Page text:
Monday, November 15, 2010

TSA - The $7 Billion Dog and Pony Show

In accordance with the very understandable public backlash against the increasingly intrusive actions of the bullies of the TSA, I will be posting a series of short commentaries I made about 11 months ago, following the attempted ‘Christmas Day’ “Fruit of Kaboom” (to quote Rush) Bomber.  This agency is a laughingstock at best; a criminal-enabler, leech of economic activity at worst.
Each and every time our TSA (and associated international screening processes and intelligence procedures) fail, we, the traveling populace and the airline industry suffers the highly-predictable outrageous overreaction by the TSA.  Can someone tell me how reactive measures defend against future attacks?  They of course do not.  So, with this preamble, here is part one of this series:
I had to choke back laughter when I read the December 11 issue of the online Weekly Homeland Security Newsletter.  Here it was about two weeks before the Secretary of Homeland Security stated the “system worked” when the Christmas Day bomb plot of the Northwest Airlines flight from Amsterdam to Detroit was narrowly averted by the heroics of a foreign citizen; and she appears on Comedy Central’s Colbert Report (Chunovic 2009).  How richly ironic.

In a far more serious matter of irony, Wired Magazine reported on the same day that the FBI provided testimony to the US Senate that their “Terrorist Screening Center” received 55,000 reports of “encounters” with suspected terrorists; 19,000 of which matched information contained on several lists.  A component of this number is the no-fly list, containing roughly 4,300 names (Zetter 2009).  How frighteningly ironic.

This tragic comedy highlights the continuing problems the US government continues to face in dealing with ‘homeland security.’  To echo Napolitano’s 28 December retraction, the system clearly does not work (National Public Radio 2009).  Just this past week, the current administration added “dozens” of names to the no-fly list from the appropriately bureaucratically named “Terrorist Identities Datamart Environment List,” on which the underwear-bomber’s name had resided (Weisman 2010).  This step is yet another Band-Aid applied to a far more serious wound.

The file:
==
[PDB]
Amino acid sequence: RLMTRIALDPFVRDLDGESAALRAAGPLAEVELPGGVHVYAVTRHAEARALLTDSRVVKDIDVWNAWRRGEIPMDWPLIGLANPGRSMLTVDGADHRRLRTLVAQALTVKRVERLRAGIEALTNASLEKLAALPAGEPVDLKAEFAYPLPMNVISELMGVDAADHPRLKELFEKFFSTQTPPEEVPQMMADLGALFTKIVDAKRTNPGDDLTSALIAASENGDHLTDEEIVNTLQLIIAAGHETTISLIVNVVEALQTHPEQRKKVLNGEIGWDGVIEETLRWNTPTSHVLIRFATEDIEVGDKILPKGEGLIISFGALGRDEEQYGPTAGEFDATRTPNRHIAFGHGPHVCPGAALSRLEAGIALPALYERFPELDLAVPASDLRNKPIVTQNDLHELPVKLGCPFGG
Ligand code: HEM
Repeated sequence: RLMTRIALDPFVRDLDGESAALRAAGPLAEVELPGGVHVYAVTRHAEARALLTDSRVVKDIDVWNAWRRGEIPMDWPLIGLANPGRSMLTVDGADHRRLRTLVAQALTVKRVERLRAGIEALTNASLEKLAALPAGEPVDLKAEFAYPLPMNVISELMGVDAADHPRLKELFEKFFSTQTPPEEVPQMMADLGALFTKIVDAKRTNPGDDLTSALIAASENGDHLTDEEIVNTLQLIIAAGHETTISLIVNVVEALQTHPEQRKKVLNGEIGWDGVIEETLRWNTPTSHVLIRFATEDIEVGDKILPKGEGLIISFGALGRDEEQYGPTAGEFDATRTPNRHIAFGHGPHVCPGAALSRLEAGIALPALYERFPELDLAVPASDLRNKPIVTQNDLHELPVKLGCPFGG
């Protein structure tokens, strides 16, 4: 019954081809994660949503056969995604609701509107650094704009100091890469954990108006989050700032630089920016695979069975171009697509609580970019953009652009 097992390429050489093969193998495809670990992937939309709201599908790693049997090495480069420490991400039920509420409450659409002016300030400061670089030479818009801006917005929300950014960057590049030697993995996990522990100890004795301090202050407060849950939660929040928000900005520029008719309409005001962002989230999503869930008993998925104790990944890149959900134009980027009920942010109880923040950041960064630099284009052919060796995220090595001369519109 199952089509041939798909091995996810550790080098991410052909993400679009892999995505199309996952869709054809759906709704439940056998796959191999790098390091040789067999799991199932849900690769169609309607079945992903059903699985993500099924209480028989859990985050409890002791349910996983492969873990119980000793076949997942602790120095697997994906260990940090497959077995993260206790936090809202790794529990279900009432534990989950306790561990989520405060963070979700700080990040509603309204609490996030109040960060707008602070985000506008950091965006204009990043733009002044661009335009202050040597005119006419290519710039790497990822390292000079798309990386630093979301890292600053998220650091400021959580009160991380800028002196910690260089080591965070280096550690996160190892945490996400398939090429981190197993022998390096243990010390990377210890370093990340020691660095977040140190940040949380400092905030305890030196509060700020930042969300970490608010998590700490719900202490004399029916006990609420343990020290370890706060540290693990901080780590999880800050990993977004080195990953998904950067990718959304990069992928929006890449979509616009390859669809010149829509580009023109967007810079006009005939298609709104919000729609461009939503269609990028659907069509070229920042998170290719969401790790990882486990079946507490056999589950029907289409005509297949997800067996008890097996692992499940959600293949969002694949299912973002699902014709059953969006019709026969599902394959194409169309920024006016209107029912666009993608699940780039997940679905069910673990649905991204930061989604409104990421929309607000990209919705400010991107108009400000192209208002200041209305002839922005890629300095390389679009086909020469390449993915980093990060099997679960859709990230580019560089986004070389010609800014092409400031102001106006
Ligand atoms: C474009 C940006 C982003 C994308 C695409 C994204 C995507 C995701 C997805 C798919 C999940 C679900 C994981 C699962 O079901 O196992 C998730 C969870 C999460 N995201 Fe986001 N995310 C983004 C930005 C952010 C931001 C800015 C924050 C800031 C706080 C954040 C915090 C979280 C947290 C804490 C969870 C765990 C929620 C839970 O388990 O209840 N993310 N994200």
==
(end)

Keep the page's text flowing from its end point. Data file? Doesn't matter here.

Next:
In my opinion, if the goal of the terrorists is “to intimidate or coerce, [especially] for political purposes,” then the terrorists are winning ( 2010).  The Department of Homeland Security and the Transportation Security Administration (how appropriate that their title contains the word administration; a word that has become synonymous for bureaucratic, paper-shuffling incompetence) will most likely continue to implement changes in the security screening process that will further exacerbate the huge inconvenience that is commercial flight today.  I really wish someone would conduct a study of how much economic activity, measured quantitatively, is stifled because of these airport security rules.  When applied non-discriminatingly as they are currently practiced, it can only be mind-blowing.  What the future holds, I can only say I plan to travel by car.

The only way to logically approach this threat, is to abolish the TSA, re-privatize the airline security industry (where the profit motive still works wonders and where the possibility of your paying customers being killed in terrorist events is an even greater incentive) and give a far more liberal reign to these security personnel.  We should enable them to use common sense, judgment, bias, incorporate lessons learned from their counterparts in Israel.  Only then will I feel safer.  True, if implemented, some perfectly innocent middle-age Muslim males will be subjected to secondary screening, but it is a far cry from the current practice of subjecting 100% of travelers to the same undignified treatment.


Chunovic, Louis. "If she’s here, who’s securing the homeland?’." Government Security News Magazine. December 9, 2009. (accessed January 5, 2010). ""Terrorism"." January 5, 2010. (accessed January 5, 2010).
National Public Radio. "Al-Qaida Group Claims Responsibility In Foiled Attack." NPR. December 28, 2009. (accessed January 5, 2010).
Weisman, Jonathan and Perez, Evan. "Dozens of Names Shifted to No-Fly List." The Wall Street Journal. January 5, 2010. (accessed January 5, 2010).
Zetter, Kim. "FBI: 19,000 Matches to Terrorist Screening List in 2009." Wired Magazine. December 9, 2009. (accessed January 5, 2010).

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